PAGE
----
OREGON STATE UNIVERSITY

What is known about the volcanoes of Cameroon?

Category: 
Africa

 

Volcanoes in Cameroon are part of the Cameroon line, a chain of volcanoes extending from Annobon Island in the Atlantic Ocean northeastward through Cameroon. The oldest rocks have been dated at 70 million years old. Nine volcanoes along the line are active. A fissure eruption occurred at Mt. Cameroon in 1982.

Volcanism along the Cameroon line is related to rifting – where a continent breaks into two pieces. About 110 million years ago a giant rift broke apart what became Africa and South America and the South Atlantic Ocean began to form. A smaller rift formed within the African continent. This older rift, called the Benue Trough, is north of and parallel to the Cameroon line. About 80 million years ago, during a reorganization of plate boundaries, the African plate rotated counter-clockwise. Then a new rift formed that failed to split Africa but apparently did form conduits that allowed magma to ultimately reach the surface and form the volcanoes of the Cameroon line.

In 1986, a cloud of gas burst out of Lake Nyos because a landslide disturbed the stratification with the lake. The stratification (layering) is caused by different amounts of CO2 dissolved in the water. The layers are stable (they don’t mix or changes position). The alternative mechanism, that the burst was caused by a phreatic eruption (involving lava into the lake), is not generally accepted.

Dr. Niels Oskarsson proposed reducing the amount of CO2 in the lake by continuously draining the bottom waters from the lake. Water from rainfall would displace an equal volume of water from the bottom of the lake. Over time this would establish low CO2 levels in the lake.

The 1987 conference recommended continuous telemetered monitoring of the deep water temperature, pH, conductivity, and alkalinity of the lake. Unfortunately, no funding or plans for implementation were developed (in 1987).  

There is a pretty good consensus as to what happened at Lake Nyos (in 1986, by the way). A few folks disagree on the details, but the main event was the sudden release of a large cloud of carbon dioxide gas from the lake. Lake Nyos is a water-filled throat of an old volcano and it is deep and funnel-shaped. Although no longer erupting, there is still gas being released by the old plumbing system under the lake. Carbon dioxide gas was released directly into the deepest waters of the lake, where it could remain in solution (the way that carbon dioxide stays in solution in an un-opened soda or beer). In this situation the lake could build up a large amount of carbon dioxide dissolved in the deeper water. This was a stable situation. The carbon-dioxide charged water was slightly denser than the normal water in the upper levels of the lake, and the weight of the overlying water kept the carbon dioxide in solution in the deeper parts of the lake.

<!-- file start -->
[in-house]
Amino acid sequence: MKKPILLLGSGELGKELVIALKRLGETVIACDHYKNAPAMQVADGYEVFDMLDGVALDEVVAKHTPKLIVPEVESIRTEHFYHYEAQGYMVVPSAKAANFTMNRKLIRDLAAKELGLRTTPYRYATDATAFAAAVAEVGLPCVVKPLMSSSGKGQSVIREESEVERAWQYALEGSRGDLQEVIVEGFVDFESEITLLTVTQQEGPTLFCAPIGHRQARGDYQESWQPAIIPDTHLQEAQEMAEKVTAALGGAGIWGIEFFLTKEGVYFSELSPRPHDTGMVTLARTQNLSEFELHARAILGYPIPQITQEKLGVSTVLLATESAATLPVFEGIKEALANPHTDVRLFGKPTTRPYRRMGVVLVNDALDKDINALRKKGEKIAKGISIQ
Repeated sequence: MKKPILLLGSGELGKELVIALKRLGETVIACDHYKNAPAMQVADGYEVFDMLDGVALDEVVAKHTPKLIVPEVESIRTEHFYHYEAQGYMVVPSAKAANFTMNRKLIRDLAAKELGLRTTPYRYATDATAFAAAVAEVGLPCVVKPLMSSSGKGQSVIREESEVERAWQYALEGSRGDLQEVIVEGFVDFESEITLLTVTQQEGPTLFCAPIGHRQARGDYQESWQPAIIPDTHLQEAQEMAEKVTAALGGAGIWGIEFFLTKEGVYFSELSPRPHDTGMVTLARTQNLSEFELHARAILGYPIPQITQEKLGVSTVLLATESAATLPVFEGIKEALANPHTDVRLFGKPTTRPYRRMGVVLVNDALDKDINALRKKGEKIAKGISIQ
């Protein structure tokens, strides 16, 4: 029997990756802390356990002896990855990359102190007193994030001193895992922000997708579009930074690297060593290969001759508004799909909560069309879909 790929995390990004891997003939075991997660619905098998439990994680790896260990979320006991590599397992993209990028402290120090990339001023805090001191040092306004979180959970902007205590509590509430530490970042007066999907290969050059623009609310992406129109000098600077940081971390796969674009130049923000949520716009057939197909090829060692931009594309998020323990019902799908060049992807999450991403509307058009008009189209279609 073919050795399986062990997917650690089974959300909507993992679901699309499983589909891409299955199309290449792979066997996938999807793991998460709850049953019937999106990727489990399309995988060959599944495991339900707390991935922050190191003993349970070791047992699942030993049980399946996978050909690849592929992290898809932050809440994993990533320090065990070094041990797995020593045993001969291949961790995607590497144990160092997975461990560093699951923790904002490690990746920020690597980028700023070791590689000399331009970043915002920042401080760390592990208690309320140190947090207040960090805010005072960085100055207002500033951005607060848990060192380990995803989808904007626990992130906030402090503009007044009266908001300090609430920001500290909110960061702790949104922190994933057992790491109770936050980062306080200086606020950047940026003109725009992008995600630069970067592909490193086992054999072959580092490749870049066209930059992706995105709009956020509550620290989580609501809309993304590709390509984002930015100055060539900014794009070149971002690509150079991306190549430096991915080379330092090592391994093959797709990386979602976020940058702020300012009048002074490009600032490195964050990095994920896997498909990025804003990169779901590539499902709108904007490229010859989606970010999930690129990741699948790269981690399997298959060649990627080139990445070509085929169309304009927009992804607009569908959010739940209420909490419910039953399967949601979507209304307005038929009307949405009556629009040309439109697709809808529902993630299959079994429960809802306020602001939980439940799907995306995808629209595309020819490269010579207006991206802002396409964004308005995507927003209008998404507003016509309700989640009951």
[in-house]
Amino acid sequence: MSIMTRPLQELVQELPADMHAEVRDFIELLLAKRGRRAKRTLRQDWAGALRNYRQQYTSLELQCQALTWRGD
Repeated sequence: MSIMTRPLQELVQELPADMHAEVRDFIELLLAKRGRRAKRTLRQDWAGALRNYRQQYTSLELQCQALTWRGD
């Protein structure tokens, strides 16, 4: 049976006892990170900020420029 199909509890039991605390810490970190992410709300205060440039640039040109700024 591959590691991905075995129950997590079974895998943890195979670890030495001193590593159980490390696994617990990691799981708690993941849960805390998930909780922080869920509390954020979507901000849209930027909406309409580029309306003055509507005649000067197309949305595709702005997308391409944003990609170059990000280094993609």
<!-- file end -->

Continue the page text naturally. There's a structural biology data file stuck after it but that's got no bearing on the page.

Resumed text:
However, nature decided to unbalance the situation. This is where the disagreement among volcanologists comes in. It is agreed that somehow some of that carbon dioxide-rich water was displaced upward into shallower depths to the point where the overlying water pressure was lower and carbon dioxide bubbles could start to form (like when you lower the pressure on a soda by opening the bottle and suddenly bubbles start to form). At Lake Nyos, once \these bubbles started to form they wanted to rise to the top, this brought up more carbon dioxide-rich water which then also started to develop bubbles, and pretty soon there was a big rush of carbon dioxide bubbles to the surface. What people don’t agree on is what the trigger for this unbalancing event was. Most people, I think, feel that there was some sort of landslide into the lake that stirred up the water. There are a few volcanologists who think there was some type of eruption in the deeper part of the lake, but they are in the minority.

Once all this carbon dioxide reached the surface, it splashed some lake water out of the lake, like a big bubble bursting. Carbon dioxide is denser than air, so it hugged the ground and flowed down the stream valley that leads away from the lake. Unfortunately many homes and at least one town are also along this valley and the inhabitants were caught by this cloud of ground-hugging gas. Carbon dioxide usually kills people by displacing the air that they need to breathe, but in high-enough concentrations it is poisonous as well.

So you see that although volcanologists might disagree on the tectonic details underlying Cameroon and might even disagree on the triggering mechanism for the 1986 disaster, but the danger is pretty well understood. Obviously one way to minimize the chances of this happening again is to prevent the deep lake waters from becoming gas-charged. A program was started to have a pump running that brought up the deep water (in a small controlled way), where it was pumped into the air like a fountain. This allowed smaller amounts of deep water to lose their carbon dioxide gradually rather than having the potential of a big bubble occurring again. Another worry is that the lake walls themselves are not very strong (they are constructed of tuff, partially solidified ash). The problem is that there is this lake at an elevation higher than the main towns nearby, and if for any reason the walls of the lake were breached there would be a flood of water that could be just as dangerous as a flood of carbon dioxide. I’m not sure but I think there were plans to pump water out of the lake to try and keep the level and pressure down.